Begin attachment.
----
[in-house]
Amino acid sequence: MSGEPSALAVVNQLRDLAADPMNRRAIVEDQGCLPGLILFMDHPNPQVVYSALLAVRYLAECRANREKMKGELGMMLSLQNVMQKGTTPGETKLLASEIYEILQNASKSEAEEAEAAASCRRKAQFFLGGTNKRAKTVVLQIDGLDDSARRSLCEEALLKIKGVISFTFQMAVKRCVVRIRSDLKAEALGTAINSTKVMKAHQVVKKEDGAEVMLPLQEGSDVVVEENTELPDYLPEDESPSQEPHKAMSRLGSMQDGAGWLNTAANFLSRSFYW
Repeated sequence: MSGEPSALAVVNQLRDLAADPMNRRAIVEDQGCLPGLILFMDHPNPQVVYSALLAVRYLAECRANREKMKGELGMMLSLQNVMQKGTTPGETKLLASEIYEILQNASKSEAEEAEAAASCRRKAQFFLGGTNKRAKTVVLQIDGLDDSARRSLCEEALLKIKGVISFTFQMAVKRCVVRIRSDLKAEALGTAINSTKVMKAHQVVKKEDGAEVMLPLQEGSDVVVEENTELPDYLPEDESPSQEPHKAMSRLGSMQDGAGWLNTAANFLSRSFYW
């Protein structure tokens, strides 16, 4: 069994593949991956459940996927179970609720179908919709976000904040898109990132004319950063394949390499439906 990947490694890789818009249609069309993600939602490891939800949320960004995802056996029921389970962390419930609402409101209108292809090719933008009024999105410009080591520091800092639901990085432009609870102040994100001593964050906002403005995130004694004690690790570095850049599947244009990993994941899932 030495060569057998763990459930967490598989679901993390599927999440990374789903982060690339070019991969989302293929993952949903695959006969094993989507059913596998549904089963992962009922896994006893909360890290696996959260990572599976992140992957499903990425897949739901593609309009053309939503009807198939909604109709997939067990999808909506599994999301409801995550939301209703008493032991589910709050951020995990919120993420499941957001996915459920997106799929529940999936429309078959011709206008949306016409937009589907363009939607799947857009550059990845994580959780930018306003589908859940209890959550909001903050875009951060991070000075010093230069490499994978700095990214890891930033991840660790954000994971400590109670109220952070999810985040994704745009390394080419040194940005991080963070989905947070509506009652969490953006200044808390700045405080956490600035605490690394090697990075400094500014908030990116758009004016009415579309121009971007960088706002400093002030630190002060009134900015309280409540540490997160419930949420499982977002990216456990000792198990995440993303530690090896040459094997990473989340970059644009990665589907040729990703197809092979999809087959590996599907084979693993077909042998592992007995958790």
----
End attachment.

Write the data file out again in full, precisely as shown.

[in-house]
Amino acid sequence: MSGEPSALAVVNQLRDLAADPMNRRAIVEDQGCLPGLILFMDHPNPQVVYSALLAVRYLAECRANREKMKGELGMMLSLQNVMQKGTTPGETKLLASEIYEILQNASKSEAEEAEAAASCRRKAQFFLGGTNKRAKTVVLQIDGLDDSARRSLCEEALLKIKGVISFTFQMAVKRCVVRIRSDLKAEALGTAINSTKVMKAHQVVKKEDGAEVMLPLQEGSDVVVEENTELPDYLPEDESPSQEPHKAMSRLGSMQDGAGWLNTAANFLSRSFYW
Repeated sequence: MSGEPSALAVVNQLRDLAADPMNRRAIVEDQGCLPGLILFMDHPNPQVVYSALLAVRYLAECRANREKMKGELGMMLSLQNVMQKGTTPGETKLLASEIYEILQNASKSEAEEAEAAASCRRKAQFFLGGTNKRAKTVVLQIDGLDDSARRSLCEEALLKIKGVISFTFQMAVKRCVVRIRSDLKAEALGTAINSTKVMKAHQVVKKEDGAEVMLPLQEGSDVVVEENTELPDYLPEDESPSQEPHKAMSRLGSMQDGAGWLNTAANFLSRSFYW
């Protein structure tokens, strides 16, 4: 069994593949991956459940996927179970609720179908919709976000904040898109990132004319950063394949390499439906 990947490694890789818009249609069309993600939602490891939800949320960004995802056996029921389970962390419930609402409101209108292809090719933008009024999105410009080591520091800092639901990085432009609870102040994100001593964050906002403005995130004694004690690790570095850049599947244009990993994941899932 030495060569057998763990459930967490598989679901993390599927999440990374789903982060690339070019991969989302293929993952949903695959006969094993989507059913596998549904089963992962009922896994006893909360890290696996959260990572599976992140992957499903990425897949739901593609309009053309939503009807198939909604109709997939067990999808909506599994999301409801995550939301209703008493032991589910709050951020995990919120993420499941957001996915459920997106799929529940999936429309078959011709206008949306016409937009589907363009939607799947857009550059990845994580959780930018306003589908859940209890959550909001903050875009951060991070000075010093230069490499994978700095990214890891930033991840660790954000994971400590109670109220952070999810985040994704745009390394080419040194940005991080963070989905947070509506009652969490953006200044808390700045405080956490600035605490690394090697990075400094500014908030990116758009004016009415579309121009971007960088706002400093002030630190002060009134900015309280409540540490997160419930949420499982977002990216456990000792198990995440993303530690090896040459094997990473989340970059644009990665589907040729990703197809092979999809087959590996599907084979693993077909042998592992007995958790």